Good News Travels Fast is the first new Shenandoah album in a decade and the first since Marty Raybon rejoined the band as lead singer. Billed as a Gospel album, it is more accurately described as a religious or Christian album. There are no traditional hymns or old Gospel favorites; the album is collection of eleven new, mostly solid tunes, a few of which have a traditional Gospel sound, a few more are more pop and rock flavored, but most are country-sounding (or what country used to sound like) songs with religious or inspirational themes, in the vein of “Sunday in the South” and “Mama Knows”.
The excellent bluegrass-tinged title track is the album’s first single. I’m not sure if it’s being marketed to country radio, where it is unlikely to garner much attention, but it may bet some airplay on Christian radio stations. The first verse, about a former hellraiser who finds salvation is reminiscent of Dallas Frazier’s classic “The Baptism of Jesse Taylor”, while the second and third verses deal with the birth and resurrection of Christ. “Didn’t It Rain” and “Sunday Morning Sermon” are in a traditional Gospel style. Both sound like something that might be sung at an old-style revival meeting and both are excellent.
On the opposite end of the spectrum are the album’s two weakest tracks – “Hallelujah for the Cross” which is a little more contemporary Christian in style, and “If I’m Right”, which takes issue with those who look down on believers, is a little too rock-leaning for my tastes.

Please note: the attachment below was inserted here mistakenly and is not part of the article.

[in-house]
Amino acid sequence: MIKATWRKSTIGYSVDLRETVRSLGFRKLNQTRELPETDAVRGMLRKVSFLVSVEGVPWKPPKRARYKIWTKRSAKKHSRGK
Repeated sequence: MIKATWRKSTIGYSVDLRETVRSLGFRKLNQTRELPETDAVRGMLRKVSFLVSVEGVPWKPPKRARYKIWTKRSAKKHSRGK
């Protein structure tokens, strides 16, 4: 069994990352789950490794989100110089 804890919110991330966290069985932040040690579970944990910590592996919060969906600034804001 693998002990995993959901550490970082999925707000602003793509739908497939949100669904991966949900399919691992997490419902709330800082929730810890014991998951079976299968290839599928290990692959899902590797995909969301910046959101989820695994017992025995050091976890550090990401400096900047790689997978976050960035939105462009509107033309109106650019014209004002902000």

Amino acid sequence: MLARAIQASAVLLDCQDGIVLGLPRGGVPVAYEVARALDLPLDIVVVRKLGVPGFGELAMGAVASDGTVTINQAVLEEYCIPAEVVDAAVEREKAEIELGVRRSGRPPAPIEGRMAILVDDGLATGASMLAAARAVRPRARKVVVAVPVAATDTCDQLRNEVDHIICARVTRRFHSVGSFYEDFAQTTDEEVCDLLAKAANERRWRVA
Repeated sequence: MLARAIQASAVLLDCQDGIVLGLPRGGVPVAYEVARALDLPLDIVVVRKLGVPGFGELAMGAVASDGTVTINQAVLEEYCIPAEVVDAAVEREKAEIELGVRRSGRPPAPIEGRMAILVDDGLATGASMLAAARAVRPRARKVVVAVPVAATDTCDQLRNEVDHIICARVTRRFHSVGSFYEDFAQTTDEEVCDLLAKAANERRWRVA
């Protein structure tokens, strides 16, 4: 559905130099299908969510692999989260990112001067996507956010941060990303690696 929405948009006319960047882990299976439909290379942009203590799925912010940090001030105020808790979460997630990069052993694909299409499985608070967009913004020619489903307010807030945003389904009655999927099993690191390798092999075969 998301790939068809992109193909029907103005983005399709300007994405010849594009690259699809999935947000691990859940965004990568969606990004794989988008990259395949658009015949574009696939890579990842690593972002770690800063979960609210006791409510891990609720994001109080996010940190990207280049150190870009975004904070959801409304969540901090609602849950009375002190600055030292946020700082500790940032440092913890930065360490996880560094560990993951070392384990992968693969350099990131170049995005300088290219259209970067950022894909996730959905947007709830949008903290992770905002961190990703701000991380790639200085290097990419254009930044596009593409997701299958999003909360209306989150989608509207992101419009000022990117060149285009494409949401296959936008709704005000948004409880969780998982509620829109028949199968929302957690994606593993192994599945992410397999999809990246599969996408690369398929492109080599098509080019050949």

The remaining tracks sound like what we’ve come to expect from Shenandoah. “I Know He Knows” is a nice acoustic number about a father and son relationship, which also serves as a metaphor for the relationship between God and man. “Just Wait, Be Still” is another excellent acoustic tune. Marty Raybon wrote this one with Jerry Smalley and bandmate Mike McGuire. Raybon and McGuire also wrote, along with Mark Narmore, “A Cross Between a Sinner and a Saint”, the album’s opening track. The first verse deals with the protagonist’s struggles to walk the straight and narrow. Midway through the song, however it switches course and talks about the two criminals who were crucified alongside Christ. In this verse the “saint” is the criminal who repents and the “sinner” is the one who still does not believe, and Jesus is on the cross between a sinner and a saint. The analogy doesn’t quite work, however, because clearly among that trio, it is Jesus, not the repentant criminal, who is the saint. But that is probably nitpicking at what is an otherwise good song.
There aren’t any huge surprises here; Shenandoah fans are bound to enjoy this album unless they dislike religious themed music. I wasn’t in the best of moods when I started listening to it but found I was feeling better by the time it finished playing. In that respect, at least, the album accomplishes its goal.